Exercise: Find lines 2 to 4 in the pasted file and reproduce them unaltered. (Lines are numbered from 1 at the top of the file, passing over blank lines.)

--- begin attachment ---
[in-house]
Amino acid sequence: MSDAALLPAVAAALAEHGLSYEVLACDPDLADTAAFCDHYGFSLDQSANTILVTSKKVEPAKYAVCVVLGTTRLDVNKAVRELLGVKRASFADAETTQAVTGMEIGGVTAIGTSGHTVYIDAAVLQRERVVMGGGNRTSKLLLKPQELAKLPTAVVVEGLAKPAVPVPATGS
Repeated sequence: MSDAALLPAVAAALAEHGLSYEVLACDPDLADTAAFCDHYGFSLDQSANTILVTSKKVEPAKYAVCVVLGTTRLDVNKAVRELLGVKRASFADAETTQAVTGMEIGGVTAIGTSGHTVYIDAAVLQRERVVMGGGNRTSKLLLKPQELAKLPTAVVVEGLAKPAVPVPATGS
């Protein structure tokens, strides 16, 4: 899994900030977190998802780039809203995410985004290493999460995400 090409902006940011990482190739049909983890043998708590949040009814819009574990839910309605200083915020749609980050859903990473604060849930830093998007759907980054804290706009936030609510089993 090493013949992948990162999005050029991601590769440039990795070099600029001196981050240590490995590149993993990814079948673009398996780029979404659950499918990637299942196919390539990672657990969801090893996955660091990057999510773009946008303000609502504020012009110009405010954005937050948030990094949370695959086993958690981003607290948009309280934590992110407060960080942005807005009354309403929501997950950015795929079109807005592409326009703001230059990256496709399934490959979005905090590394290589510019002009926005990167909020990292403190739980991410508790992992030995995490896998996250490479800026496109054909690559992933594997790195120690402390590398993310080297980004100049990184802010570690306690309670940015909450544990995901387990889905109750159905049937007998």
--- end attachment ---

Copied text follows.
Amino acid sequence: MSDAALLPAVAAALAEHGLSYEVLACDPDLADTAAFCDHYGFSLDQSANTILVTSKKVEPAKYAVCVVLGTTRLDVNKAVRELLGVKRASFADAETTQAVTGMEIGGVTAIGTSGHTVYIDAAVLQRERVVMGGGNRTSKLLLKPQELAKLPTAVVVEGLAKPAVPVPATGS
Repeated sequence: MSDAALLPAVAAALAEHGLSYEVLACDPDLADTAAFCDHYGFSLDQSANTILVTSKKVEPAKYAVCVVLGTTRLDVNKAVRELLGVKRASFADAETTQAVTGMEIGGVTAIGTSGHTVYIDAAVLQRERVVMGGGNRTSKLLLKPQELAKLPTAVVVEGLAKPAVPVPATGS
């Protein structure tokens, strides 16, 4: 899994900030977190998802780039809203995410985004290493999460995400 090409902006940011990482190739049909983890043998708590949040009814819009574990839910309605200083915020749609980050859903990473604060849930830093998007759907980054804290706009936030609510089993 090493013949992948990162999005050029991601590769440039990795070099600029001196981050240590490995590149993993990814079948673009398996780029979404659950499918990637299942196919390539990672657990969801090893996955660091990057999510773009946008303000609502504020012009110009405010954005937050948030990094949370695959086993958690981003607290948009309280934590992110407060960080942005807005009354309403929501997950950015795929079109807005592409326009703001230059990256496709399934490959979005905090590394290589510019002009926005990167909020990292403190739980991410508790992992030995995490896998996250490479800026496109054909690559992933594997790195120690402390590398993310080297980004100049990184802010570690306690309670940015909450544990995901387990889905109750159905049937007998």